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Women @ Energy: Terri Quinn

March 12, 2014 - 4:22pm

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Teresa ‘Terri’ Quinn is responsible for an organization consisting of three divisions with over 400 technical staff working in high-performance computing, computer security, and IT at the Lawrence Livermore National Laboratory.

Teresa ‘Terri’ Quinn is responsible for an organization consisting of three divisions with over 400 technical staff working in high-performance computing, computer security, and IT at the Lawrence Livermore National Laboratory.

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Teresa ‘Terri’ Quinn is responsible for an organization consisting of three divisions with over 400 technical staff working in high-performance computing, computer security, and IT. Livermore Computing (LC), Lawrence Livermore National Laboratory (LLNL)’s high performance computing organization, operates some of the most advanced production classified and unclassified computing environments. Within LC’s five computing facilities are housed over 23 Petaflops of computing resources and serving 2,600 users both on-site and off-site. She represents LLNL on DOE’s Exascale Executive team, a collaboration of seven labs working to define and promote a joint NNSA/SC Exascale program for DOE, and she is on the Board of OpenSFS, Open Scalable File Systems, Inc. OpenSFS is a non-profit company dedicated to supporting high-end open-source file system technologies.

Since coming to the lab 28 years ago Terri has worked for a number of national security programs including the Stockpile Stewardship Program, the Treaty Verification Program and the Yucca Mountain Program. She served as the deputy CIO for LLNL. She has managed research and development efforts in high-performance computing, data science, scientific visualization, and scientific data discovery including collaborations with universities, industry, and other laboratories.Prior to her career at LLNL, Terri was an officer in the U.S. Navy working at Naval Reactors for Admiral Hyman G. Rickover.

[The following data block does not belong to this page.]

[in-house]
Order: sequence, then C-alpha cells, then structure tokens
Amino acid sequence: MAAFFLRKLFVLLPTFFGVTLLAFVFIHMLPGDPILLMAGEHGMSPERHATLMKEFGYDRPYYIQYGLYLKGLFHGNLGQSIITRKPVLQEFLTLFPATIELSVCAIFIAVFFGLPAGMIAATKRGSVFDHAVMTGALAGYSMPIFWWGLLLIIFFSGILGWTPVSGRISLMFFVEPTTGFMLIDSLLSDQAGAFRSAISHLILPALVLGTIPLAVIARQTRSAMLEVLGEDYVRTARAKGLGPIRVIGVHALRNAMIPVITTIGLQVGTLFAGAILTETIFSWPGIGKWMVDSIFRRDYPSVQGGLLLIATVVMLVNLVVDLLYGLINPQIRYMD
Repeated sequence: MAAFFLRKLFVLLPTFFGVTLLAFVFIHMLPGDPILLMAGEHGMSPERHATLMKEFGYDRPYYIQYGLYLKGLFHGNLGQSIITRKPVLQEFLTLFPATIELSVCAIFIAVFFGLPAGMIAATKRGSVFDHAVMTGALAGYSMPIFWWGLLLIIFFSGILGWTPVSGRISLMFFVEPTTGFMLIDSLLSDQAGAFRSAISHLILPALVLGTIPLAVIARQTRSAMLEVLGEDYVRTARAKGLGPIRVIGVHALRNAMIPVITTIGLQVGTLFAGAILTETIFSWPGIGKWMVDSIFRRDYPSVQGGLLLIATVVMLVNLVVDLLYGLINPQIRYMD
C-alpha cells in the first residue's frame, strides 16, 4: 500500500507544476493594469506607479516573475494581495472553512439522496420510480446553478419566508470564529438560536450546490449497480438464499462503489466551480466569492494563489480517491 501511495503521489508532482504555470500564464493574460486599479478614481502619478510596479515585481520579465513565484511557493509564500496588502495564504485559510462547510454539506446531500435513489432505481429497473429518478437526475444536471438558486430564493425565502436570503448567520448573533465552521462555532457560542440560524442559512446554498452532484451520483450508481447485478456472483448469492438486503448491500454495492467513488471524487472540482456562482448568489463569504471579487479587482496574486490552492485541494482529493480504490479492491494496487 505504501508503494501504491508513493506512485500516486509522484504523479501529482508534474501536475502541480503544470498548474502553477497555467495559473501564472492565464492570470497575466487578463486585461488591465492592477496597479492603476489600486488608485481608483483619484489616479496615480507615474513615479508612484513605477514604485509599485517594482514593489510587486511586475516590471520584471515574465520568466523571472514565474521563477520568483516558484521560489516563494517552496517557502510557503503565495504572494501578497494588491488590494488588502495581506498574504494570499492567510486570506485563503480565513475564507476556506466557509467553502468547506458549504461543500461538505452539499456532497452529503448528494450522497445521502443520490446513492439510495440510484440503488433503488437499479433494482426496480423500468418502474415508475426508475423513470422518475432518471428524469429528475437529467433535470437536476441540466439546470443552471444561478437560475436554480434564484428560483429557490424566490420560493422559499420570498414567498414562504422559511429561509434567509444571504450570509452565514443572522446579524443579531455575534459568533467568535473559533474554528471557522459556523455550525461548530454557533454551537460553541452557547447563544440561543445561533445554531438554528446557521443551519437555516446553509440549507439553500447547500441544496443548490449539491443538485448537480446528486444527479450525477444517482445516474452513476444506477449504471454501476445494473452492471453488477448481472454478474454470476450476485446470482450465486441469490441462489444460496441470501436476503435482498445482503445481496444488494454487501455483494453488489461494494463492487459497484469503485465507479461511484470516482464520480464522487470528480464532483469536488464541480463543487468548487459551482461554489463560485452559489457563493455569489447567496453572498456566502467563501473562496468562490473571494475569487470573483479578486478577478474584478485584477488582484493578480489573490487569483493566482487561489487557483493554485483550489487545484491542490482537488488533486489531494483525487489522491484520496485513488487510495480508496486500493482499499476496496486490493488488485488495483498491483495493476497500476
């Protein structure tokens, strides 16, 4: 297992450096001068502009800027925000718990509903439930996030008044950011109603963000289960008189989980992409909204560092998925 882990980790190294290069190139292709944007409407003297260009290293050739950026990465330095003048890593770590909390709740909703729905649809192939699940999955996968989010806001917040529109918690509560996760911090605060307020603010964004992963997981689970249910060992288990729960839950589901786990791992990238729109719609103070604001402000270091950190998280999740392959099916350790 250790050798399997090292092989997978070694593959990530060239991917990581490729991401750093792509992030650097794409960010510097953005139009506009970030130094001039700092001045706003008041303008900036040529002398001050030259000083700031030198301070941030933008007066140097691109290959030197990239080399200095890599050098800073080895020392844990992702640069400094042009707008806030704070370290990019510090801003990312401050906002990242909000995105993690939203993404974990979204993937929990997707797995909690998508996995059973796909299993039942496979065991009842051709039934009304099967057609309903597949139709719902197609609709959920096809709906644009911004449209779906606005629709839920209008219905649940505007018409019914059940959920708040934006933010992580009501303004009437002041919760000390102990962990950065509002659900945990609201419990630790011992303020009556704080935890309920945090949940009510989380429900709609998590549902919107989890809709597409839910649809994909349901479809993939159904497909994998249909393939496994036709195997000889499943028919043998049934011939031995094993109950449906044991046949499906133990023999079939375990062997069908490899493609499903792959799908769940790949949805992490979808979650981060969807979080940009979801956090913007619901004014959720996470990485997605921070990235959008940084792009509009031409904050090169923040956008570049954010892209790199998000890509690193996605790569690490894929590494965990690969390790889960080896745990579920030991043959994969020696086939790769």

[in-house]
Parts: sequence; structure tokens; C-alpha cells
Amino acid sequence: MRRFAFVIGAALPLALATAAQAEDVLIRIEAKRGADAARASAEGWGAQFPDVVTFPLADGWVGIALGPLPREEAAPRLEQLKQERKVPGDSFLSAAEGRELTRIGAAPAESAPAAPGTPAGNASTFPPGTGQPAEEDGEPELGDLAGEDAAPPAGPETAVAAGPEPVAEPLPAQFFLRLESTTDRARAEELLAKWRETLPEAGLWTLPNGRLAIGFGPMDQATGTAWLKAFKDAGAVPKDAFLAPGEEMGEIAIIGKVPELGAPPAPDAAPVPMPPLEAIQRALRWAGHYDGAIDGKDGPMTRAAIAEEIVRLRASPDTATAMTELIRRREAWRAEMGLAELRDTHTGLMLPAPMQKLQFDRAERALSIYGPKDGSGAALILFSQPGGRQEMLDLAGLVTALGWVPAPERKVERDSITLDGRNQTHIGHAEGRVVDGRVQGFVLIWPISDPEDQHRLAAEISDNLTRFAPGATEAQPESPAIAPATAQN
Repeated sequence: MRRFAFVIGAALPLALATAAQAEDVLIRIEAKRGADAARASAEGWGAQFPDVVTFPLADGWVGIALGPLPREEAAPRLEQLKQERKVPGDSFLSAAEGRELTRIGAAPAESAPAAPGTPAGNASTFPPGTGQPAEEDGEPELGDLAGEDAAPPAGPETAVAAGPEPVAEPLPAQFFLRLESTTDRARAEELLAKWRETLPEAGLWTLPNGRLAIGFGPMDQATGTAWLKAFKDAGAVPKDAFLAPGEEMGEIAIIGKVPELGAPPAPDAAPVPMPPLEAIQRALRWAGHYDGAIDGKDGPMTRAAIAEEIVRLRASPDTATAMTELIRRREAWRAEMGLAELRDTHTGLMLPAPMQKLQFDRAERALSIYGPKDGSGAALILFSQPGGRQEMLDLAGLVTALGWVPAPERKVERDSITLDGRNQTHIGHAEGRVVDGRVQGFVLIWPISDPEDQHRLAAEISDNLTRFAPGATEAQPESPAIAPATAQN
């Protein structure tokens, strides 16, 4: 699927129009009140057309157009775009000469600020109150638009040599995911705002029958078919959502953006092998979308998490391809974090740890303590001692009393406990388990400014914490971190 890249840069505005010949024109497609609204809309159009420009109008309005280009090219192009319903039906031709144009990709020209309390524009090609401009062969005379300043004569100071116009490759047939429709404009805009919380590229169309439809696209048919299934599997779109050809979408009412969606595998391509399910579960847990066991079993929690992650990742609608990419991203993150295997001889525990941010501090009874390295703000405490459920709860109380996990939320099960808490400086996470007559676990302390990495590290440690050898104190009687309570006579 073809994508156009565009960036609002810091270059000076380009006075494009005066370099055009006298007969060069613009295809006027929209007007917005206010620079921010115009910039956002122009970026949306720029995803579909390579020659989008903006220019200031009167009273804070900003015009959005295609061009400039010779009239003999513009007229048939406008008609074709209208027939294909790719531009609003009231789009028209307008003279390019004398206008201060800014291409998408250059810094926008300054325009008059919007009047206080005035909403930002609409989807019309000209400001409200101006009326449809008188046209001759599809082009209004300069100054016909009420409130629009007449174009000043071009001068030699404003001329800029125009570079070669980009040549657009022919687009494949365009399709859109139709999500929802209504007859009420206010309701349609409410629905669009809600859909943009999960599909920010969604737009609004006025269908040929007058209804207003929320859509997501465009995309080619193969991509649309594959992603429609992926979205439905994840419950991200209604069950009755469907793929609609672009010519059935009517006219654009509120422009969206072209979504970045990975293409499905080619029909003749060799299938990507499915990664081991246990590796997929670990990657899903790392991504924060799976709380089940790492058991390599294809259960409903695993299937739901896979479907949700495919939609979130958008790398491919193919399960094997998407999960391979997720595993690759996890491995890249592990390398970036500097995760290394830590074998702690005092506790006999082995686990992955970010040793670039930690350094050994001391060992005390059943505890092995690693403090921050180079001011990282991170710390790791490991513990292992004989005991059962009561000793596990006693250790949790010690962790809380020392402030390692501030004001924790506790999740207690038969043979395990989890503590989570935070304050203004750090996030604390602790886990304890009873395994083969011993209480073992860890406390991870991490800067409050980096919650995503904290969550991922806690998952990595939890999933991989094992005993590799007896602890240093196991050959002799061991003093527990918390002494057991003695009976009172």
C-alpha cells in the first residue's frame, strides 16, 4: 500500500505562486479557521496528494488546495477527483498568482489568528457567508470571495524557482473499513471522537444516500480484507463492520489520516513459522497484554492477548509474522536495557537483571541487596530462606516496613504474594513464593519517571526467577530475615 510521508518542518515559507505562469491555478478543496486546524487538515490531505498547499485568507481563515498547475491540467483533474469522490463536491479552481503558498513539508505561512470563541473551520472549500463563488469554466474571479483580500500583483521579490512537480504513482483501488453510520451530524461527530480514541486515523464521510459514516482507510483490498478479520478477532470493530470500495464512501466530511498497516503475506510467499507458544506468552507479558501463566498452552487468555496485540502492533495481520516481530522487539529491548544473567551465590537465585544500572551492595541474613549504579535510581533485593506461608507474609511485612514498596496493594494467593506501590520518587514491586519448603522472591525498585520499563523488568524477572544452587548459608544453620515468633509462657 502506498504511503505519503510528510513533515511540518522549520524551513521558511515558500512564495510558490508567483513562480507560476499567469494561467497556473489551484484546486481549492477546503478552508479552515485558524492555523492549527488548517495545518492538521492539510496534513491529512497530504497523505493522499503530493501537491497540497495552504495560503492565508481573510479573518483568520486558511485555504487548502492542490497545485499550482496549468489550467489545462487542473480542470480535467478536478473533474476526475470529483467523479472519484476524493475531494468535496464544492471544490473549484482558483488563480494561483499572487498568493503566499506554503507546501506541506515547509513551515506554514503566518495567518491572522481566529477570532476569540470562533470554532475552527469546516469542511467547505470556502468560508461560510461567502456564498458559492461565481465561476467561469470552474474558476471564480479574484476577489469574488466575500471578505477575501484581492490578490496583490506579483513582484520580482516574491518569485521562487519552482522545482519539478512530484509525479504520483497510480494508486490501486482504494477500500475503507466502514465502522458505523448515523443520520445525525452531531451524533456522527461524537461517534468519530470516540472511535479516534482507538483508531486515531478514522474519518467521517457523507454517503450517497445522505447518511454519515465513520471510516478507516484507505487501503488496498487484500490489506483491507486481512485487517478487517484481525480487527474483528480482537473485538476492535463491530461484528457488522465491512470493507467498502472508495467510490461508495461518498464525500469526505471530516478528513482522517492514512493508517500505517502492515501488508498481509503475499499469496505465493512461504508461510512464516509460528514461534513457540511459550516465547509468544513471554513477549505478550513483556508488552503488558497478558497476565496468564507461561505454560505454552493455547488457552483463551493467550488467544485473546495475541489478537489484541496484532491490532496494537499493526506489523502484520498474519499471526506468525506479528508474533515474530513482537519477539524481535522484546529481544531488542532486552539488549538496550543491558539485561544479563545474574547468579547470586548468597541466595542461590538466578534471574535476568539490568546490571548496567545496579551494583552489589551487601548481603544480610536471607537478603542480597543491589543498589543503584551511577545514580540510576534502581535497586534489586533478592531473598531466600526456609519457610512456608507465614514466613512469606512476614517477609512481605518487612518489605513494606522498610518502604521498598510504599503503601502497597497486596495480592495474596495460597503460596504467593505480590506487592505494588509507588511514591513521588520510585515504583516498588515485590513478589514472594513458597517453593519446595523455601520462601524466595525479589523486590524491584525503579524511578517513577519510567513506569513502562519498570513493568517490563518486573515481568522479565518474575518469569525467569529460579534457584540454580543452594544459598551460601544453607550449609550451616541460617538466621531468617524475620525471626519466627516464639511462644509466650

1) What inspired you to work in STEM?

I get a kick out of solving problems and manipulating numbers, and I am good at doing both. This led to stint in the US Navy working on nuclear reactors, which led to graduate school, and finally to Lawrence Livermore National Laboratory.

2) What excites you about your work at the Energy Department?

At the Department of Energy you can be part of a team that is the best in the world. I work in high performance computing (HPC), and the Department of Energy is known internationally for its HPC prowess and leadership.

3) How can our country engage more women, girls, and other underrepresented groups in STEM?

My advice for everyone is to acknowledge that women and girls can be good at engineering, math, and science and to be aware of implicit biases against women.

My advice for women and girls is to don’t let others erode your confidence in your abilities. You have every right to be who you want to be and to pursue whatever career that interests you.

4) Do you have tips you'd recommend for someone looking to enter your field of work?

If you are in school, seek internships to get experience and to learn by working with others in the field. If you are working, seek mentors and advice. Few of us can navigate a STEM career alone.

5) When you have free time, what are your hobbies?

I race our dog up the hill, I chase my husband in kayaks across lakes, and I try to keep up with my kids. I rarely beat the dog, catch up to my husband, or stay with my kids but that’s what makes life fun. 

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